Specific to your example, the overzealous reps would have done better not to mention anything about income. However, we both know they are taught to jump at every chance.
Hype means different things to different people. Enthusiasm is essential when a rep is speaking of their product, but in a controlled fashion. Right words or wrong words; if you are pretending that you are not selling your product; then what the ell are you in this business for anyway?
Forgive my little rant. Happy New Year everyone!
Wishing You Plenty To Live,
Karen's right, Paul. It's a nice way to say no. At least they think it's a good reason to say no.
Not sure if the reason is that they think it's too expensive, but it's enough to realize they don't want to buy.
Paul, do you ask, "Do you know anyone who might like to know about a product like that?" so that you don't get the direct NO?
Hi Tom — You write, "Specific to your example, the overzealous reps would have done better not to mention anything about income."
That was my only point. Given what the customer was asking.
If you're in a car dealership, the sales guy is enthusiastic about the cars, yes. He makes money selling them.
But does he then also tell you how much you can make buying a car dealership? And try to sell you one?
Maybe it's just that network marketing is really just a recruiting business for most folks, and that's what comes across.
Too bad, I think.
"I would have tried to provide value with generic ideas on what to look for in 'green' products, what makes them work, and how to make the best use of them. I would have shared what I've learned about ingredients and chemicals used in many products and provided links to some good research."
Had you done that, I'd have bought from you on the spot.
When I ask for referrals about a product type I don't know a lot about, like environmentally green cleaning products, I like to hear from someone who is into IT – the product. Someone who's about the idea and philosophy of it.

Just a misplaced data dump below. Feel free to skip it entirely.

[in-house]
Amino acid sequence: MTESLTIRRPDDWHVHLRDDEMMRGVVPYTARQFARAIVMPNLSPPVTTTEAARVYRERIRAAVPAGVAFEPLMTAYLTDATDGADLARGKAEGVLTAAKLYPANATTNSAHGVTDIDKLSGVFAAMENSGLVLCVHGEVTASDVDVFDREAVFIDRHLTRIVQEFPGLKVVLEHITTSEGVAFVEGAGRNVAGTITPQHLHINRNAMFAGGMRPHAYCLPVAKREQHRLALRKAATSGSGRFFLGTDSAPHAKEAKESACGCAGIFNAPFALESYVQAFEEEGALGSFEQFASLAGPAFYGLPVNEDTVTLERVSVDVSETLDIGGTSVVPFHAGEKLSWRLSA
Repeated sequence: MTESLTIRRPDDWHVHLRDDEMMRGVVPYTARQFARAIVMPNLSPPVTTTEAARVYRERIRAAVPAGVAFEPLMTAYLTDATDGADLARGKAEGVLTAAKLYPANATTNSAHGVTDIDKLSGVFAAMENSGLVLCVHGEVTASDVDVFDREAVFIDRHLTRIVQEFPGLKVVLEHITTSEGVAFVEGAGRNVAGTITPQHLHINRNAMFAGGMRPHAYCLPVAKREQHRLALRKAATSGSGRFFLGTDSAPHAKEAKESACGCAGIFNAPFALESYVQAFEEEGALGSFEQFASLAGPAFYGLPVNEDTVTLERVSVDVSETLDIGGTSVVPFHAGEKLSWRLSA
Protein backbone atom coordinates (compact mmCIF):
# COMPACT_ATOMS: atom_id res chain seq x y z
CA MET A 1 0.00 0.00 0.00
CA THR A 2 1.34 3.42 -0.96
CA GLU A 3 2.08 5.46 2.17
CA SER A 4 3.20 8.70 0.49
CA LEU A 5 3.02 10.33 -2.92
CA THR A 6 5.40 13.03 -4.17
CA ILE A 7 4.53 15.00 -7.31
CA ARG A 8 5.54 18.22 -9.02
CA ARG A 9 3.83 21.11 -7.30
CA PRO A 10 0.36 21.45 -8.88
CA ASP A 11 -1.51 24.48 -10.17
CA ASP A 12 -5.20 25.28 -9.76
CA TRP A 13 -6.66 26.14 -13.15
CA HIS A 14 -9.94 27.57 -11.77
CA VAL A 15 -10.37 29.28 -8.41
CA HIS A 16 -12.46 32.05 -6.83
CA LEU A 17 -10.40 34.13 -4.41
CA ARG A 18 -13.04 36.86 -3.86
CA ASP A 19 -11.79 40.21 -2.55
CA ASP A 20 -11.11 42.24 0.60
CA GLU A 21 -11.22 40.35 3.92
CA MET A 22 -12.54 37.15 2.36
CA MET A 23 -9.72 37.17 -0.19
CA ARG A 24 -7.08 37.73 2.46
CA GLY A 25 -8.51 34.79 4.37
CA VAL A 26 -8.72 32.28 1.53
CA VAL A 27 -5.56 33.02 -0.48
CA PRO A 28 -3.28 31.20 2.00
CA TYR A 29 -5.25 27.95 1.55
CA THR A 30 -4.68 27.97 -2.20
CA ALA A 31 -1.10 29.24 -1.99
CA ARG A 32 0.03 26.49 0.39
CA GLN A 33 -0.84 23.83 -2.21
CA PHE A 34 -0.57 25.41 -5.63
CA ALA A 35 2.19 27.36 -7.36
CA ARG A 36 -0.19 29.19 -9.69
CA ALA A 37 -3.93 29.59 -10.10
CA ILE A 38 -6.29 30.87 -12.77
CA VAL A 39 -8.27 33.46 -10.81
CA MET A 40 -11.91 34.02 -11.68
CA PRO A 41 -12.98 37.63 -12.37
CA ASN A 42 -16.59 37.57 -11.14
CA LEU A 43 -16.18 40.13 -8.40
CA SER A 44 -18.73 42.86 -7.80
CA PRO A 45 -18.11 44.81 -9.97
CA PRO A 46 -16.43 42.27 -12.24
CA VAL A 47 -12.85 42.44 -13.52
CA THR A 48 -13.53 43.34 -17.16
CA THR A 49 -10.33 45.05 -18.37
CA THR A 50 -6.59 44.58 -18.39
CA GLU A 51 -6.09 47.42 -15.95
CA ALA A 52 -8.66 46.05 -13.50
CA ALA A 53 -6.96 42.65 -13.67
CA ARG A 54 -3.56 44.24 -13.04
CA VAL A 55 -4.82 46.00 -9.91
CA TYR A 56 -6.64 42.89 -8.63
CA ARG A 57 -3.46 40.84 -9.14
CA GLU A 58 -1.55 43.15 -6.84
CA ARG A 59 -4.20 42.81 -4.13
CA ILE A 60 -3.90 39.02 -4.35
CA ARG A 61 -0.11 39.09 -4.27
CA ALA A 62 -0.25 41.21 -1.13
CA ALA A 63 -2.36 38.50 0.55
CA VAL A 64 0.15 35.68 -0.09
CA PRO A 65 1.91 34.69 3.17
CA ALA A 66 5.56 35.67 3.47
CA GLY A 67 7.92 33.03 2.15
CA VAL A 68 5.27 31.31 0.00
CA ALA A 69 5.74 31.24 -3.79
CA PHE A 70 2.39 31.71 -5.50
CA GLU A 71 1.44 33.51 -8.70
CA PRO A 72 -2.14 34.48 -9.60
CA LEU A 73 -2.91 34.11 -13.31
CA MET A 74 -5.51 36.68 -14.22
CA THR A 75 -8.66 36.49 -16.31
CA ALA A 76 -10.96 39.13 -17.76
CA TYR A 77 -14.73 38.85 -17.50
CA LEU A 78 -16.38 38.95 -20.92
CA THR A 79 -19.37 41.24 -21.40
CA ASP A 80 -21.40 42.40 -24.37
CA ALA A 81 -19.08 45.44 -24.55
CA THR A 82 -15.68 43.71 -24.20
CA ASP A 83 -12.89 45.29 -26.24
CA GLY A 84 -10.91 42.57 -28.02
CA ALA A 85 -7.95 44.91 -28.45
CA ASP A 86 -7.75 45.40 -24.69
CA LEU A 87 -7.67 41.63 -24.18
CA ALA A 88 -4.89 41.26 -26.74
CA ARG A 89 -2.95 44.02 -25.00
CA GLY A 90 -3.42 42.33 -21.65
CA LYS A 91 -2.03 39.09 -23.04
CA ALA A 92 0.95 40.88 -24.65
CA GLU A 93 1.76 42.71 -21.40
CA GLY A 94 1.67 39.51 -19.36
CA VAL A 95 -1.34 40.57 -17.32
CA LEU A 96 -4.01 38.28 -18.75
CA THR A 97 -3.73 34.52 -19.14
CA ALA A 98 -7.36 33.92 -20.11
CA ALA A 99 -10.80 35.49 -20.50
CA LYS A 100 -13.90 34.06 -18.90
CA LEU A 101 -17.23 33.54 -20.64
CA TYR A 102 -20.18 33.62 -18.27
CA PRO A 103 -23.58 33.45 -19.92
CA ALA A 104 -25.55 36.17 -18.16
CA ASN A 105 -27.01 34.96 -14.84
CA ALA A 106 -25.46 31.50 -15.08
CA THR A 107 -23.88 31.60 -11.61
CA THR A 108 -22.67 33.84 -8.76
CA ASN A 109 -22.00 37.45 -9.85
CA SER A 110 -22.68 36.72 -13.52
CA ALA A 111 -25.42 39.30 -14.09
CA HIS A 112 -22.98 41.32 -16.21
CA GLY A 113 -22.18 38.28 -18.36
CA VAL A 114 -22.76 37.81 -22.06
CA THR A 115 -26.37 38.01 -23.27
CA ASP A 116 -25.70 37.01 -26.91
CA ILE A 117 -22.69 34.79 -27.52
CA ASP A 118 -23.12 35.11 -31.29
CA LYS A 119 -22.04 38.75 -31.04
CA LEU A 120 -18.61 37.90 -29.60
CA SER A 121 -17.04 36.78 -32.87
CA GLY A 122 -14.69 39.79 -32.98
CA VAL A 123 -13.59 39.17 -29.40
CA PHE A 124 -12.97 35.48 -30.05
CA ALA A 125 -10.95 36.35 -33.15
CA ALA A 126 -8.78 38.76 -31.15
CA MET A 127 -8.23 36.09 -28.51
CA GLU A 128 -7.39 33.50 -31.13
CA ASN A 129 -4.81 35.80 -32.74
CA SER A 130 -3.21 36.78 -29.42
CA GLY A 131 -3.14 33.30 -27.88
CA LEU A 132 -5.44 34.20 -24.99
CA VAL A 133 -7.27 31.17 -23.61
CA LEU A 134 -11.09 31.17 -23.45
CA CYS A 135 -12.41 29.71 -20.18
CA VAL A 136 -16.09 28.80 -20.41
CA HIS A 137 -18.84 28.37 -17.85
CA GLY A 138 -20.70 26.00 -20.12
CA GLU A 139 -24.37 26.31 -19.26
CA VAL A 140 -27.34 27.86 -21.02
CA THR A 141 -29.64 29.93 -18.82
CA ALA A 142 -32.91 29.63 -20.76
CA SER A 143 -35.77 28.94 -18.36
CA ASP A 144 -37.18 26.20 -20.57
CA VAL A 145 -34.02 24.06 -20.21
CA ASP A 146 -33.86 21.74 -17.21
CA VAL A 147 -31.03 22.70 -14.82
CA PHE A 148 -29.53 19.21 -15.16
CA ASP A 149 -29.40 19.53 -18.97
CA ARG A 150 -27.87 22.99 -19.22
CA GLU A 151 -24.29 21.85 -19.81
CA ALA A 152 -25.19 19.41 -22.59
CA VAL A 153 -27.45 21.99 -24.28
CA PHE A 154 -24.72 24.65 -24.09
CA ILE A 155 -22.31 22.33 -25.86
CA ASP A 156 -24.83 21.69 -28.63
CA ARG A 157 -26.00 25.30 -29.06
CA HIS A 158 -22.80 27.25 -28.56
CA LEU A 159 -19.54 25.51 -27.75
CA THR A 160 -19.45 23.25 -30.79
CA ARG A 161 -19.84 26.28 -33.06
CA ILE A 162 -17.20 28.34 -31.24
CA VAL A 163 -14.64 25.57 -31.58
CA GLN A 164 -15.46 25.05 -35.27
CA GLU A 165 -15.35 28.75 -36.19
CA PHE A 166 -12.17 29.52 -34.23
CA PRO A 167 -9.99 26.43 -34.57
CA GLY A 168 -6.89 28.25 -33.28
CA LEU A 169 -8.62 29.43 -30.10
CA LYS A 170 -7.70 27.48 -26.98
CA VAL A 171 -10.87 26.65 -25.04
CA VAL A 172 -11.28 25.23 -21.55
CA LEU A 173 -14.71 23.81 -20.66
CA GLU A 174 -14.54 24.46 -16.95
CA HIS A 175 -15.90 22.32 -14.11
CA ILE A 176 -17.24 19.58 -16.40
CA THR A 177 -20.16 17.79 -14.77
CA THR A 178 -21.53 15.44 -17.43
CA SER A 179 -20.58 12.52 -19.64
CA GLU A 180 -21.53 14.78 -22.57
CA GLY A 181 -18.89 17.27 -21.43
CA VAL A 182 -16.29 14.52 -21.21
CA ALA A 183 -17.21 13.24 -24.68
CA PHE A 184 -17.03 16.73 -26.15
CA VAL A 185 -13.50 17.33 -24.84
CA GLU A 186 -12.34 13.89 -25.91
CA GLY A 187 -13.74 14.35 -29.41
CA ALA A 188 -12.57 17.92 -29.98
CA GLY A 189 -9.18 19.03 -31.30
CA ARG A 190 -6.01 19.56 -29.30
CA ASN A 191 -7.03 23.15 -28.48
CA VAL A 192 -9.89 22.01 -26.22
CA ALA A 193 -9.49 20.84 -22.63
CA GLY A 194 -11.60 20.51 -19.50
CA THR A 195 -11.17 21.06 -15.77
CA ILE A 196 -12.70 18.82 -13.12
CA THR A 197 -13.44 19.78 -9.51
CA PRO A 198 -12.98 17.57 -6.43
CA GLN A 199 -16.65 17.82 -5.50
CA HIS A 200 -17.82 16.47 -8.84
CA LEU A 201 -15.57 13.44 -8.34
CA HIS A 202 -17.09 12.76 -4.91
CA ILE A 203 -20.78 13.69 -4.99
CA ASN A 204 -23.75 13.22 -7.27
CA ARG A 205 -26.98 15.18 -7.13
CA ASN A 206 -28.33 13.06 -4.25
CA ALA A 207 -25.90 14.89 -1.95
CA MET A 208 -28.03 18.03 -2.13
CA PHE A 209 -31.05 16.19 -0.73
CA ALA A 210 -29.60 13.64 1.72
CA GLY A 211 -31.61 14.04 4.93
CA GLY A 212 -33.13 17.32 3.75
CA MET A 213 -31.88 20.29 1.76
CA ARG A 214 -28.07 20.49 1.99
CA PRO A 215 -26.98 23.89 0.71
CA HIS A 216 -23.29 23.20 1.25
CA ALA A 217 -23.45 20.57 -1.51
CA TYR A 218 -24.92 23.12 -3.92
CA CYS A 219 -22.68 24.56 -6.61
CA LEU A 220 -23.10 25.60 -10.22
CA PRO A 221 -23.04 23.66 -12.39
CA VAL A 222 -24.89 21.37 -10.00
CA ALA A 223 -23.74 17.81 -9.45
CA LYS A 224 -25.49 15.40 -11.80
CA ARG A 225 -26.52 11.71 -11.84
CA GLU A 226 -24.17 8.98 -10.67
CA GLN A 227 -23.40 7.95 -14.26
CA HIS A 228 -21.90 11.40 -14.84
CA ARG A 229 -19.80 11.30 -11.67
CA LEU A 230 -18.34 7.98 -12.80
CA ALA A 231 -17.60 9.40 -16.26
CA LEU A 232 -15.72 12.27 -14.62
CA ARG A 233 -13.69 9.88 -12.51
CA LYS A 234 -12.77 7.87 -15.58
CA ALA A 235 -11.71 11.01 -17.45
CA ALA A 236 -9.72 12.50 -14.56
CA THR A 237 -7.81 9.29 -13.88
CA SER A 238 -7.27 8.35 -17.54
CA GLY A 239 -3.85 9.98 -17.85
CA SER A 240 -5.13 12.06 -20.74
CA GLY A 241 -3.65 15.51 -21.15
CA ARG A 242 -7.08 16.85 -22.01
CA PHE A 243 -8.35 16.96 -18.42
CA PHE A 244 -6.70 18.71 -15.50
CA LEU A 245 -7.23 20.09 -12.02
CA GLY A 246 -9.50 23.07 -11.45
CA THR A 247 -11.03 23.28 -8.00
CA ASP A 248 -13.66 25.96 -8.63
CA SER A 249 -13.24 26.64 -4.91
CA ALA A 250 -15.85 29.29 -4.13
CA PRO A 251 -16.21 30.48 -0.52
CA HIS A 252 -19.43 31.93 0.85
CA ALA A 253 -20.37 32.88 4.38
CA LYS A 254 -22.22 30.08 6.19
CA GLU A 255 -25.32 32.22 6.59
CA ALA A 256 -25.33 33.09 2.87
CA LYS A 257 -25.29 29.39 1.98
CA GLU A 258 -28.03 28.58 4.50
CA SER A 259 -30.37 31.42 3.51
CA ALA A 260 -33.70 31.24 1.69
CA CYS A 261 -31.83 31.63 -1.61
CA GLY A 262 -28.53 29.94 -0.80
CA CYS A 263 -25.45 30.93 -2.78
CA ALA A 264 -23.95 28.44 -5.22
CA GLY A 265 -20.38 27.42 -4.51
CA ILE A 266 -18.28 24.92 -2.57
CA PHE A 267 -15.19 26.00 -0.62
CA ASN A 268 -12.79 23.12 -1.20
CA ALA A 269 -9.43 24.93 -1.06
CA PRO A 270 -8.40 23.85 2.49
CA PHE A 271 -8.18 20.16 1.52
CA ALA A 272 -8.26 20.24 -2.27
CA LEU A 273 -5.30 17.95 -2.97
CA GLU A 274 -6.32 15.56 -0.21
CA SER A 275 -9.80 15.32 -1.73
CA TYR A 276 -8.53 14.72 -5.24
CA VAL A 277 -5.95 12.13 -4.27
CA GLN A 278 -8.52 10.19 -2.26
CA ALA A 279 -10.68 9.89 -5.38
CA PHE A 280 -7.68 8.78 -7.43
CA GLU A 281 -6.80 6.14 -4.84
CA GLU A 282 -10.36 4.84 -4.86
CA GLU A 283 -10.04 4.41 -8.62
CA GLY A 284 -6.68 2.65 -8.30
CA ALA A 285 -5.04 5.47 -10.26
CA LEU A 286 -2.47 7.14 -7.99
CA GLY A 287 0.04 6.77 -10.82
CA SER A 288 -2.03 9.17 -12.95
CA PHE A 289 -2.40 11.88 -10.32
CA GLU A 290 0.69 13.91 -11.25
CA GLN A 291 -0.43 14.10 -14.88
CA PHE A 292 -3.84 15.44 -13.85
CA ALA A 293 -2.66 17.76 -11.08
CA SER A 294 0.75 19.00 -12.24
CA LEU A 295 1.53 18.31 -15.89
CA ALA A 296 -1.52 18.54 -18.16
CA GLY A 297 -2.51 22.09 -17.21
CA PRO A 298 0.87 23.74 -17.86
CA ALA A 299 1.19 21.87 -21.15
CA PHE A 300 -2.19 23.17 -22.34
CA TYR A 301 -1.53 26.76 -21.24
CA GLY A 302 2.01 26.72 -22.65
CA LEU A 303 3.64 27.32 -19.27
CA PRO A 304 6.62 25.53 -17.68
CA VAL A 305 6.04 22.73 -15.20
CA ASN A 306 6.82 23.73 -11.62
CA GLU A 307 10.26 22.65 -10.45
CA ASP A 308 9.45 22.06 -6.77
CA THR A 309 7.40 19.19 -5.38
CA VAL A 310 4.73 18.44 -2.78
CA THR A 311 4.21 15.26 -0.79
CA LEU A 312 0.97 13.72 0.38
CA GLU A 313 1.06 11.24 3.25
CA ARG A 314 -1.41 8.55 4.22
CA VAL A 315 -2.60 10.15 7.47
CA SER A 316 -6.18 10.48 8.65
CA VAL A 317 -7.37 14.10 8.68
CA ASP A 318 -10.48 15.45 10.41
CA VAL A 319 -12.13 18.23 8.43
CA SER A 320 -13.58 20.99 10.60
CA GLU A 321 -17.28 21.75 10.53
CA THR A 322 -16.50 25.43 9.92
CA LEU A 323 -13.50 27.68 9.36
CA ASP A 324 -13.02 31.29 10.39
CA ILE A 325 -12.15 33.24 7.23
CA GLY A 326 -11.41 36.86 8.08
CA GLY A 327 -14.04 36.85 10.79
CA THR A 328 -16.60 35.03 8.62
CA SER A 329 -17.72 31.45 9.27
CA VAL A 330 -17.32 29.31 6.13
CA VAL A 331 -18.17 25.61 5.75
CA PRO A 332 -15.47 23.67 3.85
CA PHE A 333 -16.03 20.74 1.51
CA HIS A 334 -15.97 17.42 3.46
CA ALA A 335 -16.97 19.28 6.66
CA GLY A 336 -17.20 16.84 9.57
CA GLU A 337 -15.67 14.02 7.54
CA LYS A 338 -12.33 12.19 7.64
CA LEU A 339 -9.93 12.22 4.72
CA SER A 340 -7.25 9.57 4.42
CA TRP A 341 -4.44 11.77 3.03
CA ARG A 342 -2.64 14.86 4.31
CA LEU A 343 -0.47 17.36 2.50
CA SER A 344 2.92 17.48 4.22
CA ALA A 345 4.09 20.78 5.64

Not the selling of it to me. Much less the trying to get me to sell it, too. It's like so way too soon. And that is why people run away from MLMers.
I think networkers who treat their business as a recruiting machine lose most of the customers they might have had. Some of those customers might actually think of selling it later, all by themselves. Sometimes years later. Or they might buy the product in bulk – like a recruiter order, without ever selling it formally.
Why the rush to pitch the opportunity to someone who didn't ask?
It reduces the value of your recommendation, because now it's not about the product experience, but about the money in it for you.
When I ask for product recommendations I want to hear from someone who has the experience of using products they recommend. And who are "about" those kinds of products, versus the plain variety. I didn't ask to be pitched "an incredible income opportunity."
This situation is very sad, I think. Because some NM companies really do have unique and beneficial products. But normal people will never know because networkers don't seem to value their products outside of the business opportunity. They sure don't present them as if they do, anyway.
So normal people just run away.
So that's why I'd buy from you, Derek. You'd strike me like a normal person who's into something I want to learn about.
I still think the best litmus test is to ask yourself if you would be using your product or service if you weren't selling it. Yes it seems obvious that you ought to be using it if you are selling it. However,I have not found this to be true in reality. For many the motivation is to profit regardless of the means. When I tried out the car sales world years ago, I was the only rep that thought it was necessary to drive the brand I was promoting. I often wondered if even the managers would have driven our brand had they not been provided demos.
I agree that Derek is indeed noble.
Happy New Year to all.
Wishing You Plenty To Live,